Growing up baseball was a huge part of my life.  I began playing at the age of 4.  I played in High School and even had the opportunity to play in college.  In High School and College the biggest desire, other than winning, is to be seen.  In high school you want to be seen by a college or pro scout.  Once in college you want to be seen by a pro scout.  Deep inside of most athletes is the desire to be able to perform at the next level.  So when someone notices your ability it is amazing.  Personally, for me, one of the most exciting days was when Coach Fullerton passed along a letter to me from a Chicago White Sox scout.


It was the first one I received and there was an incredible moment when I realized, someone was watching me.  I began to carry myself differently.  My mindset changed instantly.  I had so much more confidence.

We all have within us a desire to be noticed, to stand out, to be seen.  It is why we spend so much time changing clothes, asking how we look, trying to cover up our imperfections.  We want to be noticed for our looks, our clothes, our athletic ability, our intelligence, our music ability, our leadership, our planning ability, our preaching.  We all want to be noticed.  Even those who are behind the scenes, who would never want to be out front, I believe, want people to take notice of how well they do what they do.  And now with the reach of the internet, through blogs, Facebook, Twitter, Instangram, ect. our world revolves around the ability to let people see what we want them to see about us.  Have you seen the new State Farm Commercial?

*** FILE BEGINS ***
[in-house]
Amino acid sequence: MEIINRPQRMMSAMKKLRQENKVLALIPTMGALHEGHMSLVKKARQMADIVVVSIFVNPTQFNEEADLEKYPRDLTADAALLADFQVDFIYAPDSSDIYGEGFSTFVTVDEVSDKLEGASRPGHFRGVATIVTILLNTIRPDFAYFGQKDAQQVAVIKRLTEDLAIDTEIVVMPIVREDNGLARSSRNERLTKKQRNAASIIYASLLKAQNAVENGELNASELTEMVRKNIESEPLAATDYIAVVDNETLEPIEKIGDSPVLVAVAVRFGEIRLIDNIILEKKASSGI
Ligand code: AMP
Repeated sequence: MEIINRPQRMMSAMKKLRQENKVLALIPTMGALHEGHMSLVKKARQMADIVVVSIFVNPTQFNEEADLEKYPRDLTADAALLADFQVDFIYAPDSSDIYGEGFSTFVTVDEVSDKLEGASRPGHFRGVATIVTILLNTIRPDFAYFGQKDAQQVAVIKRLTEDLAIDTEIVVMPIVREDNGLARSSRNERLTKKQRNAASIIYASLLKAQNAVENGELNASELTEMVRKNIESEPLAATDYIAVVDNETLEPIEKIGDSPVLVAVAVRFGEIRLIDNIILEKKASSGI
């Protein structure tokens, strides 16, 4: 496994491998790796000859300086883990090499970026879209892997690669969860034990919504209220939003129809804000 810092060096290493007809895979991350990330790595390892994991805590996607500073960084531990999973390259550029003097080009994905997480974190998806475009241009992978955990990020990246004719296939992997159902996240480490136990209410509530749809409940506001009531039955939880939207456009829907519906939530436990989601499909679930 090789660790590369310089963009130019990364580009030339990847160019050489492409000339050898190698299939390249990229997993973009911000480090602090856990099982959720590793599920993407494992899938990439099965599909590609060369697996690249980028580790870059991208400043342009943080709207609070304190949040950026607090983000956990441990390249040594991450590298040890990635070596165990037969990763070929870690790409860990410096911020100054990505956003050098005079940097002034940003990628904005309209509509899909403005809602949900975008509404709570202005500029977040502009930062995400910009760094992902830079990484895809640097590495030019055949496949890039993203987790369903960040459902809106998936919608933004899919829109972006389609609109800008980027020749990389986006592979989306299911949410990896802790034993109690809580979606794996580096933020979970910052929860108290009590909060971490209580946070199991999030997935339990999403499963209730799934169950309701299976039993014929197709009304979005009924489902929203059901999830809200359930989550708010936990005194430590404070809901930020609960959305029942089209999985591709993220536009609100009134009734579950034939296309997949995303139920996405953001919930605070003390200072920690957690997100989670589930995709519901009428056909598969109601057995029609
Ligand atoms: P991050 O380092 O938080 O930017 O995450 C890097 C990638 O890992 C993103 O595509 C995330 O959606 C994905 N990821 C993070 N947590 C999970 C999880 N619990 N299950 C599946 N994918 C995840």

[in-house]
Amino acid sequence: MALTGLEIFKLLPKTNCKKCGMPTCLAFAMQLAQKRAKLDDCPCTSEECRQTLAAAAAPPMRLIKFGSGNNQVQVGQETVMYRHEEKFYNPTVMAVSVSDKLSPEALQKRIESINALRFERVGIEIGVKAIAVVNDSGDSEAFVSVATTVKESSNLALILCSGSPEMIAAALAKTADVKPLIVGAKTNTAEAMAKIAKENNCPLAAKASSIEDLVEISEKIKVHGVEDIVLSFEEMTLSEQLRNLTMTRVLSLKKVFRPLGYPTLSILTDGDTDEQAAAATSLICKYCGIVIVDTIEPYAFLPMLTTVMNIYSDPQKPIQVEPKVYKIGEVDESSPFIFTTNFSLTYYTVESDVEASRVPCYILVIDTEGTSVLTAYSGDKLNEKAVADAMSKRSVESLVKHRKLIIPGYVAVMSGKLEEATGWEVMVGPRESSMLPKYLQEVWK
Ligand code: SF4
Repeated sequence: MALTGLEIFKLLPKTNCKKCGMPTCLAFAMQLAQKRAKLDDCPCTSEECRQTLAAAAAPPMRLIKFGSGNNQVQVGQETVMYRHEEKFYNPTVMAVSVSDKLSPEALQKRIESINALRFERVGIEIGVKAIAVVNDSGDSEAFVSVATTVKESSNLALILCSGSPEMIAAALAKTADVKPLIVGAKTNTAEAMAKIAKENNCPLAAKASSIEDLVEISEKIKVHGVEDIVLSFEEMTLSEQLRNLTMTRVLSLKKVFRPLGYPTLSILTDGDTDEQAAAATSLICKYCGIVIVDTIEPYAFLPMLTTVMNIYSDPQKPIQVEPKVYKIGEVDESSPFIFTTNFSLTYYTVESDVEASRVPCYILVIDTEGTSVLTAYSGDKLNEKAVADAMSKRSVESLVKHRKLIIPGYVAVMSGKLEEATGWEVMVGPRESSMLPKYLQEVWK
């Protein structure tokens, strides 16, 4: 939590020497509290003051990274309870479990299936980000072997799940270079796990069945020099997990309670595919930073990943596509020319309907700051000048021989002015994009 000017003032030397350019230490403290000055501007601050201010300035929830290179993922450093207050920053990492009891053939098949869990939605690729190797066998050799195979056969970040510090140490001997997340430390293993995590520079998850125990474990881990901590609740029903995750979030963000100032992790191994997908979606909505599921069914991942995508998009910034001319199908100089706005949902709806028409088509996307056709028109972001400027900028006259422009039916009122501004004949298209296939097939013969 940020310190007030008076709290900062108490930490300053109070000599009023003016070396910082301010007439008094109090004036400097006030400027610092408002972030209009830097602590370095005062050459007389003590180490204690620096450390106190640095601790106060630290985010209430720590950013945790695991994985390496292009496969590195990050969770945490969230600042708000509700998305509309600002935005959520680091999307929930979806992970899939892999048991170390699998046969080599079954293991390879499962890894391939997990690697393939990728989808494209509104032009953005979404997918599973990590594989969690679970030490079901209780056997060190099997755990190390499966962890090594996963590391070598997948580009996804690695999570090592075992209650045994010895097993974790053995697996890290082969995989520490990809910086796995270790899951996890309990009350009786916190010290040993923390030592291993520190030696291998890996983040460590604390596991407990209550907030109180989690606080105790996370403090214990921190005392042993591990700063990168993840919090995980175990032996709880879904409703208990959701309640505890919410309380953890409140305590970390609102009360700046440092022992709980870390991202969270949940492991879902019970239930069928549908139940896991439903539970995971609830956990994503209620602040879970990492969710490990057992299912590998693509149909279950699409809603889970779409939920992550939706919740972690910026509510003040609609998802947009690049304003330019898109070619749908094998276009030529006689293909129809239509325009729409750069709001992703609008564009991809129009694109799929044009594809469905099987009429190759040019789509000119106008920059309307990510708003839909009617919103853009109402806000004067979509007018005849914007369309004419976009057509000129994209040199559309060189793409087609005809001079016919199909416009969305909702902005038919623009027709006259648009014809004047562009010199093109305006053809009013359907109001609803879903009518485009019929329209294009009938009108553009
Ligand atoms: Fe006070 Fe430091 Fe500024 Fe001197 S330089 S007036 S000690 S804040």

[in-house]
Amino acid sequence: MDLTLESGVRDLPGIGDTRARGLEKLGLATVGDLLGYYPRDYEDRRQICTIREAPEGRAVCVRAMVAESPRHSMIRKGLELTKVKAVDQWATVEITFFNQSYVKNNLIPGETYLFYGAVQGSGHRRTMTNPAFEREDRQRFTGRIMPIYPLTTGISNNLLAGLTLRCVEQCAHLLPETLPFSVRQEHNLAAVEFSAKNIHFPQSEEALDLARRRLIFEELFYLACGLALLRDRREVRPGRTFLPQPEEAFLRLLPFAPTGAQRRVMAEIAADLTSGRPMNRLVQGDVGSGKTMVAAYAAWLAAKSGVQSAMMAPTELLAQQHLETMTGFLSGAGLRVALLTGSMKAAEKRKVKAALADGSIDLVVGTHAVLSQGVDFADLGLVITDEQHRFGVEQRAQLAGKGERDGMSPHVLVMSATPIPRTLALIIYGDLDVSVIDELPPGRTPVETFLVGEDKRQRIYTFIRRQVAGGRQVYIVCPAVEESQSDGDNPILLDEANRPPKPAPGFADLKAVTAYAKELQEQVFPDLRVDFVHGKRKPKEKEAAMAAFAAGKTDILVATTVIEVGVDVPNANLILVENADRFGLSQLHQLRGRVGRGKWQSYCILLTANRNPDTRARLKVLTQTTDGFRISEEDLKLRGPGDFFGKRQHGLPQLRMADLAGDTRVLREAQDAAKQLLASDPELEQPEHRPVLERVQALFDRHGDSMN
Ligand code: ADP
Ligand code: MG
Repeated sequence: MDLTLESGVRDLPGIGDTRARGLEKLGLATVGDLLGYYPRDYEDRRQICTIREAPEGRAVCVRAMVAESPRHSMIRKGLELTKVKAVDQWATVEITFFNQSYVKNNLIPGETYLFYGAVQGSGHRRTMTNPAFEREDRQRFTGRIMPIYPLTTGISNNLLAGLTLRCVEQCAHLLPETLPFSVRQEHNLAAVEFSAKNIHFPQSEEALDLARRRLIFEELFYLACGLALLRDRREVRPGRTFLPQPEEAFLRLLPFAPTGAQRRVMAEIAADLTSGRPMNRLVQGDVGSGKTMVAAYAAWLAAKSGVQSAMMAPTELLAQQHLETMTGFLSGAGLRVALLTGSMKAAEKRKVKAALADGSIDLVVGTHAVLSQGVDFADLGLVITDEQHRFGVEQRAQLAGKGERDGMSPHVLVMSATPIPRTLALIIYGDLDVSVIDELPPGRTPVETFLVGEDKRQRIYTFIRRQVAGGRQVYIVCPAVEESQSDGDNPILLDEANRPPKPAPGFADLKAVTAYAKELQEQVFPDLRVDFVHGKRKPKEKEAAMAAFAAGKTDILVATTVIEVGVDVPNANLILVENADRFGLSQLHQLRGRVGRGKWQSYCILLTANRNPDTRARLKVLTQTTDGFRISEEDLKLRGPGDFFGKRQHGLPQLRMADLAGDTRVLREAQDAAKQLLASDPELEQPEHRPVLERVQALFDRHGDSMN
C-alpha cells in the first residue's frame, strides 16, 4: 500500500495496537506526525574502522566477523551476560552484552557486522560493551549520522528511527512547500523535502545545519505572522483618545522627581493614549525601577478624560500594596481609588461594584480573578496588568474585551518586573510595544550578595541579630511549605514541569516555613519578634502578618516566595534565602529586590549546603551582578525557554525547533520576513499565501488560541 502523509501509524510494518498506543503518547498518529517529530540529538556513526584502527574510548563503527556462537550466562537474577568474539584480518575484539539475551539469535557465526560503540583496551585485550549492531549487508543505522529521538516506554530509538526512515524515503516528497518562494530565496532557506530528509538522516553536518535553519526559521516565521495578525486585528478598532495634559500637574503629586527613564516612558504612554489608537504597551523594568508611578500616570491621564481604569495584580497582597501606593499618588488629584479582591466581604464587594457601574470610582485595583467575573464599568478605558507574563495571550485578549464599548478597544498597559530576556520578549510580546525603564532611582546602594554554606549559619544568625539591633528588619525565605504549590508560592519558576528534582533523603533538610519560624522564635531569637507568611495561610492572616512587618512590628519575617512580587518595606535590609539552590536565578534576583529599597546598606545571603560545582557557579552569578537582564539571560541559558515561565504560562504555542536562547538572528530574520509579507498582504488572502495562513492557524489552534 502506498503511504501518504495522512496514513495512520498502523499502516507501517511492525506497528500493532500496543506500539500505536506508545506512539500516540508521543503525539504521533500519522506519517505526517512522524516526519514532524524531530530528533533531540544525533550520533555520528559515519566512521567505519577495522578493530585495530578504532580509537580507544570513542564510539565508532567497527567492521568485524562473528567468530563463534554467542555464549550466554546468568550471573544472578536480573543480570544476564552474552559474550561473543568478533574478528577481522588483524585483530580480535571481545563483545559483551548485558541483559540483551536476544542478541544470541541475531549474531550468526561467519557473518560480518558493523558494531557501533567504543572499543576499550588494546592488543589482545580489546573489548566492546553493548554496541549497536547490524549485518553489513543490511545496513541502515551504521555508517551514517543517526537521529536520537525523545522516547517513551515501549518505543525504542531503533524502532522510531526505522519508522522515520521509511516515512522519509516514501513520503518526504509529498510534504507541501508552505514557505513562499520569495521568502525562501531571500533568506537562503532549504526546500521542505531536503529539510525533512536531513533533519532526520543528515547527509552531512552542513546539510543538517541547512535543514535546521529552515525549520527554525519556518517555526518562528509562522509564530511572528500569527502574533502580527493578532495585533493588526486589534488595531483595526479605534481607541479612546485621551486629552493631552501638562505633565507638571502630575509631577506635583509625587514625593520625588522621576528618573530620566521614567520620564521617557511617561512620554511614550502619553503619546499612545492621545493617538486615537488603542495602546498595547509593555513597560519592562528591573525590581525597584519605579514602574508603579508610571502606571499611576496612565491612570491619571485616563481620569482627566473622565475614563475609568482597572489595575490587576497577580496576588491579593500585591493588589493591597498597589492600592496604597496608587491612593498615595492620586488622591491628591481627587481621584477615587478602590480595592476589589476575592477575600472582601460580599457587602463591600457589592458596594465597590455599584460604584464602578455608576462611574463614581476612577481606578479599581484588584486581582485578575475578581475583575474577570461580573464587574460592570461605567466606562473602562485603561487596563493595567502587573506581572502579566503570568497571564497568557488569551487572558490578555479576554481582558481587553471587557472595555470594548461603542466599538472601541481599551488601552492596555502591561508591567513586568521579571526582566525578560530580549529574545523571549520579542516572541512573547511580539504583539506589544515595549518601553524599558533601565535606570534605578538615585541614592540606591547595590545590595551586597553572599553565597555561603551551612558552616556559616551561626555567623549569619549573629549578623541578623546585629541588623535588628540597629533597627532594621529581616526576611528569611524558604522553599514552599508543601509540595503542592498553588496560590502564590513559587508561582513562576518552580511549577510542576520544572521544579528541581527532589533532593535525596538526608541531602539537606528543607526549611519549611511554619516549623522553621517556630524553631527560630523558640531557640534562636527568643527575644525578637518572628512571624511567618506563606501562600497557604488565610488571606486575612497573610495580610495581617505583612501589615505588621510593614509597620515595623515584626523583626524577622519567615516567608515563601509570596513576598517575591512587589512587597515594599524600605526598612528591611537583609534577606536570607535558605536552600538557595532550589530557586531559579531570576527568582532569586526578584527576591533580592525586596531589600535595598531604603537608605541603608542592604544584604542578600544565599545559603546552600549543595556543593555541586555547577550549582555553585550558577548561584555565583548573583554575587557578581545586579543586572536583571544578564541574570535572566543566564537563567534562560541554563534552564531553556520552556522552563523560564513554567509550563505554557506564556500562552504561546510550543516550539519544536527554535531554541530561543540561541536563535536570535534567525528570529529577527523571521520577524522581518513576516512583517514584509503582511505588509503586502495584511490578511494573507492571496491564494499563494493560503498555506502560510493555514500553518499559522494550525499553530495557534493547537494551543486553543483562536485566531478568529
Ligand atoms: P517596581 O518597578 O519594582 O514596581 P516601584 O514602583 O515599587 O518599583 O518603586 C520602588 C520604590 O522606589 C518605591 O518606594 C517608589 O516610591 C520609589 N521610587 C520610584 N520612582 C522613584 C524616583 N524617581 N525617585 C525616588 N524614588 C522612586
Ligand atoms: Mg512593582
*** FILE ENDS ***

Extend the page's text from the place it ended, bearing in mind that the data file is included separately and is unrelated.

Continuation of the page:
We have the ability to control other people’s perception of us.  And honestly we love it that way.  Jesus talks about a new righteousness in chapter 5 of Matthew and leads into chapter 6 with a warning.  Be careful not to do acts of righteousness for the purpose of standing out, of being seen, because if you do the only reward you will get will be from the people who praise you for your piety.

Jesus knows us so well.  He understands our nature will be to seek praise for what we do.  If we give, there will be a tendency for us to want people to see how generous we are, or at least how generous we want them to think we are.  If we pray, we will want people to be impressed by the depth of our relationship with Christ.  If we fast, for all to know we are fasting, so they can be impressed by our devotion.  So Jesus says, BE CAREFUL!  This is a dangerous trap.

Jesus tells the first followers, be careful because Your MOTIVES MATTER!  You can say it like this…